A laptop disappears
Losing a laptop is a traumatic experience, and Monday evening it was my turn. I was staying in a hotel in Amsterdam, and after the day's meetings I sat on the bed to quickly scan my email and look up the nearest good beer bar. Going out, I left the laptop on the bed, still running. I hesitated for a split second, wondering whether this was safe, but decided I didn't want the extra weight in my backpack, and left.
A 17" MacBook Pro
When I came back from dinner I undressed, got into bed, and then suddenly started wondering where my laptop was. Immediately, I suspected the worst. The room looked completely normal, however, which was confusing, and this delayed the realization for a few minutes. Looking around a little I suddenly found that one of the windows of my room had been completely removed, frame and all, and was leaning against the wall outside my window. (I was on the first floor, but outside the window was the roof, in a kind of closed backyard.) And then I knew, of course.
This was of course a disaster for me, and one that is partly of my own making. I don't have any proper backup, which is idiotic, but that's the way it is. So this means that my email is gone (all email before late night Monday), my photos from the Russia/Ukraine holiday (though luckily not Stine's), the new OKS features I wrote on the plane coming here (not yet checked into CVS), and so on. And, of course, I was left without my slides for the meeting the next day, and with no laptop to conduct the course Wednesday-Friday.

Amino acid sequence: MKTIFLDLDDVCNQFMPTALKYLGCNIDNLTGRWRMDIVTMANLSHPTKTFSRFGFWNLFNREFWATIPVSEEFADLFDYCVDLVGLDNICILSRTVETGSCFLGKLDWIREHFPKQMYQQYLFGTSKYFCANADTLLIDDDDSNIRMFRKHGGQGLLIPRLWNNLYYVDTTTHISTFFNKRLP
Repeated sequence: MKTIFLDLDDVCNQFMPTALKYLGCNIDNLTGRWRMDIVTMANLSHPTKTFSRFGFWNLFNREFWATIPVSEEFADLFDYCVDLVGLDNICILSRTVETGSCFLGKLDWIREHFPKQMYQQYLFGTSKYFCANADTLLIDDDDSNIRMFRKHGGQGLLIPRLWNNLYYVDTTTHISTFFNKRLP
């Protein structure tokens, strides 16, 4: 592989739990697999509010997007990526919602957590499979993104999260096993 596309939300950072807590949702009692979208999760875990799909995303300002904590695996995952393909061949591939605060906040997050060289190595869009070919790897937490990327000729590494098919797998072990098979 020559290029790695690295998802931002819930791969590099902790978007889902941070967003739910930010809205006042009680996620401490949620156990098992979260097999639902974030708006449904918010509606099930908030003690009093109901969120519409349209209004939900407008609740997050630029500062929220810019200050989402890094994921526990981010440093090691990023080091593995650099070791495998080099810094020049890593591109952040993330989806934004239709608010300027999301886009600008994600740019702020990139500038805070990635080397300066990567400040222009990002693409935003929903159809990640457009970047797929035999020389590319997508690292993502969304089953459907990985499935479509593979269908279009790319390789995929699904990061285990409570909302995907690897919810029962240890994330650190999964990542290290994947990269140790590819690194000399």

I had to report this to the hotel, of course, and they immediately moved me to another room, and called the police. Two police officers showed up within 15 minutes, and looked at the room, but declared that no fingerprints could be gotten from the window frame, because of the rain. (I'm pleasantly surprised they would do that for a relatively minor crime like this.) They told me to come to the station in the morning, and give a report. Eventually, I went to bed, by which time it was 0130 in the morning.
The night manager at the hotel showed me how they had probably done the break-in. You have to use a key-card to use the lift, but in the day and evening you can just walk up the stairs. Once in the corridor you can go into the fire-escape, and from there onto the roof. You can't get back into the hotel, but from the fire-escape there is a door out onto the street. So it's actually pretty simple to conduct a robbery from 1st-floor rooms in the Eden Rembrandt Square Hotel in Amsterdam. (Now you know, whether you're a thief or a potential hotel guest.)
The following day was pretty hectic. I got up at 0700 to go to the police and deliver a report. The station was a 5-minute walk from the hotel, and a young police woman took my statement. This covered the bare details of the case, including my observation that it would be pretty easy for someone working at the hotel to do the job, and then remove a window frame to deflect suspicion. She noted this, but it didn't seem that there have been similar robberies there before, so nothing further was done about it. (I have no reason to think it actually was someone from the hotel, but neither have I any reason to think it was an outsider.)
After this I had to answer some routine questions. One was whether, if they caught the thief, I wanted the thief to compensate me personally. I said no (I don't need the money, and the thief may have enough problems as it is). Another was whether I wanted help from the government victim care. As I don't think the government victim care would fund a photo safari to Moscow and the Ukraine, I declined. She then tried to explain a question to do with whether I wanted the thief to get extra punishment for the theft of my laptop, if (s)he was found to have stolen other things as well. She never got the details across, but the idea held great appeal to me, so I said yes, and suggested whipping as the extra punishment.